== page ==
I Will Arise

Lesson 6, 1st Quarter February 3-9, 2024.

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Sabbath Afternoon February 3

Memory Text:

“For the oppression of the poor, for the sighing of the needy, now will I arise, saith the LORD; I will set him in safety from him that puffeth at him.” KJV — Psalm 12:5

“The forbearance that God has exercised toward the wicked, emboldens men in transgression; but their punishment will be none the less certain and terrible for being long delayed. “The Lord shall rise up as in Mount Perazim, He shall be wroth as in the valley of Gibeon, that He may do His work, His strange work; and bring to pass His act, His strange act.” Isaiah 28:21. To our merciful God the act of punishment is a strange act. “As I live, saith the Lord God, I have no pleasure in the death of the wicked; but that the wicked turn from his way and live.” Ezekiel 33:11. The Lord is “merciful and gracious, long-suffering, and abundant in goodness and truth, ... forgiving iniquity and transgression and sin.” Yet He will “by no means clear the guilty.” Exodus 34:6, 7. While He does not delight in vengeance, He will execute judgment upon the transgressors of His law. He is forced to do this, to preserve the inhabitants of the earth from utter depravity and ruin. In order to save some He must cut off those who have become hardened in sin. “The Lord is slow to anger, and great in power, and will not at all acquit the wicked.” Nahum 1:3. By terrible things in righteousness He will vindicate the authority of His downtrodden law. And the very fact of His reluctance to execute justice testifies to the enormity of the sins that call forth His judgments and to the severity of the retribution awaiting the transgressor.” PP 628.1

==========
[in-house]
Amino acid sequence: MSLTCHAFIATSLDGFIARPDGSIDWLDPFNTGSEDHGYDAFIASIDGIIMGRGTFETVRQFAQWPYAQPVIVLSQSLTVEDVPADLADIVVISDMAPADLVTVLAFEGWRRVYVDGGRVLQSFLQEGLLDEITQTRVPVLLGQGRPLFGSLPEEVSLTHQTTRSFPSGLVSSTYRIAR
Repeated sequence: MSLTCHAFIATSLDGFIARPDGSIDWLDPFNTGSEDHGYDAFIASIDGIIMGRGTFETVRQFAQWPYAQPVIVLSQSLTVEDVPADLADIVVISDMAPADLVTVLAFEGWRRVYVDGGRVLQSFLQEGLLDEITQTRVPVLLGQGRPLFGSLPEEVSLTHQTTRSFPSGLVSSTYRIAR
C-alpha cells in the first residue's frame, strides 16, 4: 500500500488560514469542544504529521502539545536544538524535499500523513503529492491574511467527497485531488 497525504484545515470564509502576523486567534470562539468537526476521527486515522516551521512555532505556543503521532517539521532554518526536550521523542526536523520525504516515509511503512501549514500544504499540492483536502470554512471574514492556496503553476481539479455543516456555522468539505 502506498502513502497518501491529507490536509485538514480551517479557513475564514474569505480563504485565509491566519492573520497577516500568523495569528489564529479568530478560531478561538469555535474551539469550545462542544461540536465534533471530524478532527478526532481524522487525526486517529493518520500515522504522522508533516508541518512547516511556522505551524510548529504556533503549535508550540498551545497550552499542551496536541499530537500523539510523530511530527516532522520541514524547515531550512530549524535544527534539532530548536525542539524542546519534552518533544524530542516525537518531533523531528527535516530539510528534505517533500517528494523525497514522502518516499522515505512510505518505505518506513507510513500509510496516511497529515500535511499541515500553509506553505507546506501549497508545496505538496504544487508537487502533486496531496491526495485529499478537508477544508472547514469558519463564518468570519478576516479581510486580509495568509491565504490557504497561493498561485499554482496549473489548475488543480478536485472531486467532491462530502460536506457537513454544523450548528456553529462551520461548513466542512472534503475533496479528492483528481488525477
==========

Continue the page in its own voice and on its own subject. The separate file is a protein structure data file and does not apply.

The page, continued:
Sunday, February 4

The Majestic Warrior

Read Psalm 18:3-18; Psalm 76:3-9, 12; and Psalm 144:5-7. How is the Lord portrayed in these texts? What do these images convey about God’s readiness to deliver His people?

“Christ was ‘despised and rejected of men; a man of sorrows, and acquainted with grief.’ By wicked hands he was taken and crucified. Speaking of his death, the psalmist writes: ‘The sorrows of death compassed me, and the floods of ungodly men made me afraid. The sorrows of hell compassed me about: the snares of death prevented me. In my distress I called upon the Lord, and cried unto my God: he heard my voice out of his temple, and my cry came before him, even into his ears. Then the earth shook and trembled: the foundations also of the hills moved and were shaken, because he was wroth. There went up a smoke out of his nostrils, and fire out of his mouth devoured: coals were kindled by it. He bowed the heavens also, and came down: and darkness was under his feet. And he rode upon a cherub, and did fly: yea, he did fly upon the wings of the wind. He made darkness his secret place; his pavilion round about him were dark waters and thick clouds of the skies.’” RH July 17, 1900, par. 11